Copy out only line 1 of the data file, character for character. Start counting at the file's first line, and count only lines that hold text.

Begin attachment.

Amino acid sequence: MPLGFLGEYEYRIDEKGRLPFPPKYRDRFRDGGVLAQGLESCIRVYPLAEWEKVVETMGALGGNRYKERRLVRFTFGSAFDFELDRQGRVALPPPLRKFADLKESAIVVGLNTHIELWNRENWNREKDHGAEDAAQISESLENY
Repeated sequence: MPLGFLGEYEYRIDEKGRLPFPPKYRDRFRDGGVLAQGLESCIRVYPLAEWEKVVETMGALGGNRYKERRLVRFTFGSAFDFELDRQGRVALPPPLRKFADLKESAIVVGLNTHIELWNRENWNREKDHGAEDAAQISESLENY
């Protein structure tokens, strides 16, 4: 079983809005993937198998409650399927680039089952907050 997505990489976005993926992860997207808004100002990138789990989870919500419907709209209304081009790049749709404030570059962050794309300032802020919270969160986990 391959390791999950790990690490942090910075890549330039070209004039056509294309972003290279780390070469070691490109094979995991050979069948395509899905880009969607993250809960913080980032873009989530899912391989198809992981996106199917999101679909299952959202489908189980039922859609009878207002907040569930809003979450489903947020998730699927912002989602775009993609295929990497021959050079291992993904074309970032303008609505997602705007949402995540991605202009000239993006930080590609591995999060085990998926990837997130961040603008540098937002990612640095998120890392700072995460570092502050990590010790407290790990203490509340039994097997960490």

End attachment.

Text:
Amino acid sequence: MPLGFLGEYEYRIDEKGRLPFPPKYRDRFRDGGVLAQGLESCIRVYPLAEWEKVVETMGALGGNRYKERRLVRFTFGSAFDFELDRQGRVALPPPLRKFADLKESAIVVGLNTHIELWNRENWNREKDHGAEDAAQISESLENY